The wine author and broker Karl Heinrich Koch wrote in his book on Mosel wine, published in 1897, that the wines from Ayl are among the best on the Saar. He was referring to the south- to southwest-facing hillside of Ayler Kupp. The name Kupp comes from Bergkuppe, or brow of a hill.
The original Ayler Kupp slope, which is situated in a side valley, looks like a whale when viewed from afar. The soil is primarily gray slate, but there is also blue and red slate. With the 1971 Wine Law, the name Ayler Kupp was expanded to 68 ha on vastly different hillsides in and around the village of Ayl.
In the high Middle Ages, the main vineyard of Ayl was the Kupp and was designated as “Kûppa” for the first time. “Wilhelmus dictus de Kûppa" indicates that the Ayler Kupp was then owned by the Trier citizen Wilhelmus. And a church chronicle states that the 1289 vintage was a good year in Ayl. The Riesling wines of Ayler Kupp are characterized by a firm acidity and dense nature. Especially in cooler vintages, some of the best sweet wines of the Saar come from this site.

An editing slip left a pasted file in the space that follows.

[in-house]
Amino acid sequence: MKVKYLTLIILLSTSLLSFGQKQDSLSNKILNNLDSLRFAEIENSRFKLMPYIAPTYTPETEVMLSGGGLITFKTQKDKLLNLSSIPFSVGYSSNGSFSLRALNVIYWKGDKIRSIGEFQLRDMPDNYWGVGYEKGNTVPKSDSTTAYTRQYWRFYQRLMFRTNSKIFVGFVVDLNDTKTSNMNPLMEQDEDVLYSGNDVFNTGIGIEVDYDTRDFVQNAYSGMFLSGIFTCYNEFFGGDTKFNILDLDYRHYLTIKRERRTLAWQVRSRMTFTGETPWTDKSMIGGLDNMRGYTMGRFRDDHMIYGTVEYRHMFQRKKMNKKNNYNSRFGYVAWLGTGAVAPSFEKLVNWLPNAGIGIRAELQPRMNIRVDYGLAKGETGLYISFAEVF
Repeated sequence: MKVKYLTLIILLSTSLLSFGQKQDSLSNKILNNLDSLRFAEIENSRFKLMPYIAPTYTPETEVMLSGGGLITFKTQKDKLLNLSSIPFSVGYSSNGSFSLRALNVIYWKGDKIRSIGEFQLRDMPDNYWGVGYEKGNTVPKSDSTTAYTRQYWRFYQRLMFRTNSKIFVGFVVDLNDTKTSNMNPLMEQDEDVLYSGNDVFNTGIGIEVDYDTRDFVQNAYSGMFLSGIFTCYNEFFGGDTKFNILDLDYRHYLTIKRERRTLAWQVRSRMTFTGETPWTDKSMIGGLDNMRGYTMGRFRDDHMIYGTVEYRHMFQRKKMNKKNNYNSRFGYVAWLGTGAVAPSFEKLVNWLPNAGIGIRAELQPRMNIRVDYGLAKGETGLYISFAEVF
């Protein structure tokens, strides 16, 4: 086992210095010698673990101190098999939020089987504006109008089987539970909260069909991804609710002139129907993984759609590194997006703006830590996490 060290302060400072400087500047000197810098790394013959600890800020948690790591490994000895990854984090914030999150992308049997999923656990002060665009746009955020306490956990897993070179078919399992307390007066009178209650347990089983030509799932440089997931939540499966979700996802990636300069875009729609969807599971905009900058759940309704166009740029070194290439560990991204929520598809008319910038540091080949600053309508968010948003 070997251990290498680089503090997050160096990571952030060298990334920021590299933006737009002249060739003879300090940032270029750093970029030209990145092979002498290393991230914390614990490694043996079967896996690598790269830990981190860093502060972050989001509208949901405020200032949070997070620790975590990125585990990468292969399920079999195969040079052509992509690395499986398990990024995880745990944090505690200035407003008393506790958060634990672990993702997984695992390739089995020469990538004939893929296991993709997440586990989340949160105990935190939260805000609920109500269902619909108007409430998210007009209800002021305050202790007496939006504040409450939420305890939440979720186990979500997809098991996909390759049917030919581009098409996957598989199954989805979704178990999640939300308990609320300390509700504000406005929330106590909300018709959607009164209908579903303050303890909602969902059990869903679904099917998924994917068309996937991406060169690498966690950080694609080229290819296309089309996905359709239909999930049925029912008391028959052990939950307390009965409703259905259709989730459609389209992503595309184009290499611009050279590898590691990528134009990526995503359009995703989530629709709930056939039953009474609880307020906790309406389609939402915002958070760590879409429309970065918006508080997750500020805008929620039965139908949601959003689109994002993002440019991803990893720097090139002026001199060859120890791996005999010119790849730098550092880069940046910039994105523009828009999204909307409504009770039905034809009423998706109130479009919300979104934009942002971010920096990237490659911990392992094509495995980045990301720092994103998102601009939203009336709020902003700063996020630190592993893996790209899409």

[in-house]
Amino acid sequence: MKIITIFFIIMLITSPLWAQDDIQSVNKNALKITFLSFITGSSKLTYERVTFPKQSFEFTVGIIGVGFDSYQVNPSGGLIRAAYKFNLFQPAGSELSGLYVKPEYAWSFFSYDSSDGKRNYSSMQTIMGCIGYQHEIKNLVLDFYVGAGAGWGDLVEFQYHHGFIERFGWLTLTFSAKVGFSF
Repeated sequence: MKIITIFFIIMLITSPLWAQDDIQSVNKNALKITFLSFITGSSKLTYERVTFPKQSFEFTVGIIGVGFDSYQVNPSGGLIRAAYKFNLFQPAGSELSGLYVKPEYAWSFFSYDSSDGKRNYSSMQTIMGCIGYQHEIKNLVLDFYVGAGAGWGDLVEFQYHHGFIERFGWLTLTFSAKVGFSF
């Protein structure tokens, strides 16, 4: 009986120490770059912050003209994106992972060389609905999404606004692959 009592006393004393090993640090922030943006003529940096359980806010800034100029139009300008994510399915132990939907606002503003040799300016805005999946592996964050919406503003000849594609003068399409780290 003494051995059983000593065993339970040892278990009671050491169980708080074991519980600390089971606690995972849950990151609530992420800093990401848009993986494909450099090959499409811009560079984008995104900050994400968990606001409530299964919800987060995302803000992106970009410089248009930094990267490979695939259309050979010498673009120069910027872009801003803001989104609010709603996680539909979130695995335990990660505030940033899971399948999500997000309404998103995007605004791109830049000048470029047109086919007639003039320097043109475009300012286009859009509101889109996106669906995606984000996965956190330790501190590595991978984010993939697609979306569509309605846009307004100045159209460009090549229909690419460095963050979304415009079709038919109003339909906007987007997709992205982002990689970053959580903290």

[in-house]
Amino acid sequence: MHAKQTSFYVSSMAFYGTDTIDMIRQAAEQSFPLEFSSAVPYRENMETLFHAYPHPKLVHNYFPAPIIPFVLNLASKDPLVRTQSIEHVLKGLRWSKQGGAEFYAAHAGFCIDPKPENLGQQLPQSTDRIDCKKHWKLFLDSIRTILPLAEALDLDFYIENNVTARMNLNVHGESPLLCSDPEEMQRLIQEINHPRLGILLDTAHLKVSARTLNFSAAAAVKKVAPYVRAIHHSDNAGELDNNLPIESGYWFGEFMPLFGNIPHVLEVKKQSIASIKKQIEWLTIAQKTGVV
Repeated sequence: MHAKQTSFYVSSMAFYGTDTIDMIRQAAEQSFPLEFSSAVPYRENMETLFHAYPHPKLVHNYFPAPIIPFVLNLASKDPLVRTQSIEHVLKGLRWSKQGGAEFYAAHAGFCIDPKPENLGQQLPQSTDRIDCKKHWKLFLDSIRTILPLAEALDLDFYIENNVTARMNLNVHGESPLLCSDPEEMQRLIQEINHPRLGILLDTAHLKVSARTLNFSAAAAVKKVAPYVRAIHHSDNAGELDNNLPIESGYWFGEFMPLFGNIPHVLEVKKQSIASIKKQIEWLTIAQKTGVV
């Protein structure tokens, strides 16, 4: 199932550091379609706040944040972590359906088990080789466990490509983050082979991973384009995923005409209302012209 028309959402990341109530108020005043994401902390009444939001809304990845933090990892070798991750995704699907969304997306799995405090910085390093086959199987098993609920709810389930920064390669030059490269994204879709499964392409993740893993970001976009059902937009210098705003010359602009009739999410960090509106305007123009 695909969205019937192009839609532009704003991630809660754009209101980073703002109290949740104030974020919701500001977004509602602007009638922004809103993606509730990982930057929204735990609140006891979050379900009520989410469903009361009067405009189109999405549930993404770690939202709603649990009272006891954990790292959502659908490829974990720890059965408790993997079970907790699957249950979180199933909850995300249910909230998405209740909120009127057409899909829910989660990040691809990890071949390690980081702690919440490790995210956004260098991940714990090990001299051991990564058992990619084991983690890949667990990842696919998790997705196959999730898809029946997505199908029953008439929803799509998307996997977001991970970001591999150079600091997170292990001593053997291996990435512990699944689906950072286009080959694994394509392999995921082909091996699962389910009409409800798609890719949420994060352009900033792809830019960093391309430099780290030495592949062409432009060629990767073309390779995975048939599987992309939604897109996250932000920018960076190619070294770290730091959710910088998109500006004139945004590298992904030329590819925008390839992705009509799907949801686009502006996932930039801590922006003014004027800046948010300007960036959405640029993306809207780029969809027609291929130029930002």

Back to the Future
In a well-known German wine journal from 1878, the wines from Ayler Kupp fetched high prices and were some of the most sought-after Saar wines. In Trier, the wines from Ayl also auctioned at high prices at the turn of the century. In 1900 and 1901, Ayler was one of the most expensive wines from the region. At the Trier wine auction of 1906, a Fuder cask of 1904 Ayler Kupp achieved the price of 15,030 Goldmarks, which was the highest price ever for a Saar wine.
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